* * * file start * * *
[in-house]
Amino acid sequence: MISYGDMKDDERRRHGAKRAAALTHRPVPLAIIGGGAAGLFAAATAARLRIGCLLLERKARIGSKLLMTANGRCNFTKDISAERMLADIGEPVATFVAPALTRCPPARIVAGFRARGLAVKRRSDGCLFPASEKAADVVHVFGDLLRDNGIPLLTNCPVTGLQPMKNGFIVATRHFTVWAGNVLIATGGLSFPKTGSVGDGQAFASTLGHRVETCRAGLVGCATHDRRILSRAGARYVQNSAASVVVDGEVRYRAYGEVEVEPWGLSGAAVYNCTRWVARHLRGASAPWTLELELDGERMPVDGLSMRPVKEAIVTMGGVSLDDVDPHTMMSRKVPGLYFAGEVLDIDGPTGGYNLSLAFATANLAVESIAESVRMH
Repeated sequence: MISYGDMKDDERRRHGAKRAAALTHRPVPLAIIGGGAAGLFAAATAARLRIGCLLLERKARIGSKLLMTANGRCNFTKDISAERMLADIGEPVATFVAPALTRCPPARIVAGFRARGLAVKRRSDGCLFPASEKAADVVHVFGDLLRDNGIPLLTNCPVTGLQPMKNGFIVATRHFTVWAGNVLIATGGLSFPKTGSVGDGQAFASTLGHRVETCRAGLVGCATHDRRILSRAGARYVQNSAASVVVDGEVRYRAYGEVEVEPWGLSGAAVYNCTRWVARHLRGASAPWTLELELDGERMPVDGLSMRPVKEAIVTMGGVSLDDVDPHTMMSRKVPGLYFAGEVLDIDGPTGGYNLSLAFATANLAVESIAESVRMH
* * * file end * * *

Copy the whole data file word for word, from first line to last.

[in-house]
Amino acid sequence: MISYGDMKDDERRRHGAKRAAALTHRPVPLAIIGGGAAGLFAAATAARLRIGCLLLERKARIGSKLLMTANGRCNFTKDISAERMLADIGEPVATFVAPALTRCPPARIVAGFRARGLAVKRRSDGCLFPASEKAADVVHVFGDLLRDNGIPLLTNCPVTGLQPMKNGFIVATRHFTVWAGNVLIATGGLSFPKTGSVGDGQAFASTLGHRVETCRAGLVGCATHDRRILSRAGARYVQNSAASVVVDGEVRYRAYGEVEVEPWGLSGAAVYNCTRWVARHLRGASAPWTLELELDGERMPVDGLSMRPVKEAIVTMGGVSLDDVDPHTMMSRKVPGLYFAGEVLDIDGPTGGYNLSLAFATANLAVESIAESVRMH
Repeated sequence: MISYGDMKDDERRRHGAKRAAALTHRPVPLAIIGGGAAGLFAAATAARLRIGCLLLERKARIGSKLLMTANGRCNFTKDISAERMLADIGEPVATFVAPALTRCPPARIVAGFRARGLAVKRRSDGCLFPASEKAADVVHVFGDLLRDNGIPLLTNCPVTGLQPMKNGFIVATRHFTVWAGNVLIATGGLSFPKTGSVGDGQAFASTLGHRVETCRAGLVGCATHDRRILSRAGARYVQNSAASVVVDGEVRYRAYGEVEVEPWGLSGAAVYNCTRWVARHLRGASAPWTLELELDGERMPVDGLSMRPVKEAIVTMGGVSLDDVDPHTMMSRKVPGLYFAGEVLDIDGPTGGYNLSLAFATANLAVESIAESVRMH